The beauty of a conservation easement is that it ensures a property will stay much the way it is, in perpetuity. But sometimes, protection of the land can also mean improving it. This fall, Five Valleys and the Thisted family completed the 150-acre Thisted-Josephine Creek conservation easement, ensuring that wildlife habitat and scenic views will be protected, and that ongoing stream reclamation work will continue.
The Thisted-Josephine Creek conservation easement protects a stretch of Josephine Creek and an unnamed stream in the heart of rugged and scenic Ninemile Valley. The riparian cedar forest and shrub habitats of the Thisted property support a wide array of wildlife, including moose, black and grizzly bears, mountain lions, and gray wolves. Thanks to its close proximity to USFS, Confederated Salish and Kootenai Tribes, and nearby privately conserved lands, the property helps provide wildlife movement corridors for species such as grizzly bear, wolverine, and fisher. Western pearlshell mussels and genetically pure westslope cutthroat trout, a Montana Species of Concern, make a home in the upper lengths of Josephine Creek’s cold, clear waters.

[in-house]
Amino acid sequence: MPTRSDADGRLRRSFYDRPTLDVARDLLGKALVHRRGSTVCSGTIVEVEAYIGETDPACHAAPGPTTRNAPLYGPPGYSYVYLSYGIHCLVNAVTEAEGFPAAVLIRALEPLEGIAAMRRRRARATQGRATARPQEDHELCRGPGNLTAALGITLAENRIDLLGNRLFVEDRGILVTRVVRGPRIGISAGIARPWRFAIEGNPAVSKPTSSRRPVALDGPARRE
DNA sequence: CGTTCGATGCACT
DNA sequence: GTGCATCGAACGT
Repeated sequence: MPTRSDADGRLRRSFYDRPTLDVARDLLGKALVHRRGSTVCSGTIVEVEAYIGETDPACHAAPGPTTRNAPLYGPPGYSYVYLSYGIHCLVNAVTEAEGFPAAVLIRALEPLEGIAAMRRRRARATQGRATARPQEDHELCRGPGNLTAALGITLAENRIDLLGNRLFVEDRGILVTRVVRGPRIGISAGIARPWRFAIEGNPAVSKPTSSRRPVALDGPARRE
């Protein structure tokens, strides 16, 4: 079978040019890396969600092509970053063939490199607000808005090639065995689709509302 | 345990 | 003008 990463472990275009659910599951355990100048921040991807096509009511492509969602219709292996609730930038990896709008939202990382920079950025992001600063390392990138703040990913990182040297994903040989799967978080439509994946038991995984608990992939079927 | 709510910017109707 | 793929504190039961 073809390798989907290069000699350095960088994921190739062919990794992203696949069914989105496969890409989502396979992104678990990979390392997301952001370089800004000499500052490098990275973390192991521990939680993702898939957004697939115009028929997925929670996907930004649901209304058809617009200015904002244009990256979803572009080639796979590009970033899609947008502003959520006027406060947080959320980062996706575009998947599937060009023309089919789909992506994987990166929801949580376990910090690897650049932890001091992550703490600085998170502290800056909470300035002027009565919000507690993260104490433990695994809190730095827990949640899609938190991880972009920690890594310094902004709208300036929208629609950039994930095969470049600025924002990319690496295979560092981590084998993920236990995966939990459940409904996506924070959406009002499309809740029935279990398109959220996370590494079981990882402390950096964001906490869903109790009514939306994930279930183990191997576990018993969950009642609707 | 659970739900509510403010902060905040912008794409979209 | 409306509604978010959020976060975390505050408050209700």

In contrast to its upper reaches, lower Josephine Creek was heavily impacted by historic placer mining. Trout Unlimited has been working to mitigate the impacts of mining in the Lower Clark Fork region for many years, with the support of Missoula County, the Department of Environmental Quality, Montana Fish, Wildlife and Parks, and the USFS. Over the coming years, TU will continue to restore lower Josephine Creek, and can do so knowing their improvements will be protected by the Thisted conservation easement.
Betty and her family generously donated their conservation easement to Five Valleys, completing the conservation vision that she and her husband, Ralph, had worked towards before Ralph’s death in 2017.
Thanks to the Thisted family, their gift of a conservation easement will ensure that this area is not only protected, but improved for fish and wildlife, and for future Montanans to appreciate.
Header photo courtesy of Betty Thisted